Even so, much work is needed to capitalize on the power of LFIAs’ data in public health. A recent review proposed recommendations for a global network of lateral flow research and development hubs, which would use and expand developments for next-generation devices as part of efforts to strengthen the pandemic response before the next pathogen strikes.  

LFIAs also couldn’t replace more sophisticated laboratory testing for a deeper understanding of immune responses to infection and vaccination. Enzyme-linked immunosorbent assays, neutralization-type assays, and similar procedures remain the primary methods for detailed immunological studies.

However, laboratory tests require time and resources that don’t always lend themselves well to high-throughput, population-level studies. LFIAs are easy to use and less taxing.

Provided that the logistics exist to distribute the LFIAs and curate the results, an analysis could be completed quickly. With machine learning added, current population-level results could be rapidly obtained.

Applied broadly, this type of infrastructure could help experts and officials understand the situation and react accordingly in response to the pandemic.

SARS-CoV-2 Mucosal Immunology and Beyond

Illustration of mucosal virus spread

Looking back on the CTTF workshop on SARS-CoV-2 mucosal immunity.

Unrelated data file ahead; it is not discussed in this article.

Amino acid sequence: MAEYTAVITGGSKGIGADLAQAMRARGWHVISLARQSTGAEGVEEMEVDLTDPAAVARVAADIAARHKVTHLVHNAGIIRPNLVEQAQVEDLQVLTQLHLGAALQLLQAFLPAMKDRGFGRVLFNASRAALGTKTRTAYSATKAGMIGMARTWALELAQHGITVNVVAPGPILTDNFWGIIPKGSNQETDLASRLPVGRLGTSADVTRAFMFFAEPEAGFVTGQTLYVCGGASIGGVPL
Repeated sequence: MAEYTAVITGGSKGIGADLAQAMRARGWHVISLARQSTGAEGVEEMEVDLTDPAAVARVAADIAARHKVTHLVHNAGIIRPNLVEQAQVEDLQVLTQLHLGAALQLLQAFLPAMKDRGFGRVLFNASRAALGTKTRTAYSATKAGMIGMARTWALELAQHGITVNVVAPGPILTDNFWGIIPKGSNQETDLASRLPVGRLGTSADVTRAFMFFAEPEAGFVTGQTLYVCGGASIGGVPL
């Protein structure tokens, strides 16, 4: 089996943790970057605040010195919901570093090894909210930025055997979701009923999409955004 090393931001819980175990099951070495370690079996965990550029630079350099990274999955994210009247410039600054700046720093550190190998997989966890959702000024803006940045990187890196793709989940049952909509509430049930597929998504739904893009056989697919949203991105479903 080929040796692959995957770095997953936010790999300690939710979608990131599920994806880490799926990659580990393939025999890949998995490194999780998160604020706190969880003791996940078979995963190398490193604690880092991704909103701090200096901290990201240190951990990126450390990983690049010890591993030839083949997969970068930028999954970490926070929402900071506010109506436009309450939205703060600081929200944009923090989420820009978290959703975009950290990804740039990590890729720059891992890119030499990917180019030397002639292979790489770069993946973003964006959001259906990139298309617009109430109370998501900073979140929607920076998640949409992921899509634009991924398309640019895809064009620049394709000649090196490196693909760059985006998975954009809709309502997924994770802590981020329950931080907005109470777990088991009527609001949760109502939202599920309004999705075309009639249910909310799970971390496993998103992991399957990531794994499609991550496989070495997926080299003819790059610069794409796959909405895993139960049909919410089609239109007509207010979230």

The National Institutes of Health recently published a news release highlighting the importance of rethinking mucosal vaccination’s potential against respiratory viruses such as RSV, flu, and SARS-CoV-2. In the same spirit, the National Cancer Institute and Frederick National Laboratory for Cancer Research (NCI-FNLCR) Clinical and Translational Serology Task Force (CTTF), in collaboration with SeroNet members Dr. Nicholas Mantis and Dr. Chris Heaney, hosted a workshop, SARS-CoV-2 Mucosal Immunity: Methodological Considerations and Best Practices.

This meeting aimed to bring together key stakeholders to review the status of the development and standardization of methods and assays for collecting mucosal and nasal samples, identify remaining challenges, and develop action plans to bridge gaps.

The workshop kicked off with a session highlighting some of the latest data on mucosal immunity to COVID-19, mucosal serology, and mucosal immunology standardization. Dr. Charlotte Thålin from the Karolinska Institute summarized her exciting data from the Community Study, Dr. Peter Openshaw from Imperial College London highlighted using mucosal immune correlates to accelerate vaccinology and shared about his SARS-CoV-2 challenge studies in human volunteers, and Dr. Maria Lemos from Fred Hutchinson Cancer Research Center presented data on mucosal correlates of protection from HIV and COVID-19.

The session also included a discussion of key considerations from both industry and regulatory perspectives, led by Dr. Jeffrey Roberts from Merck, formerly from the FDA, who emphasized the need for additional data.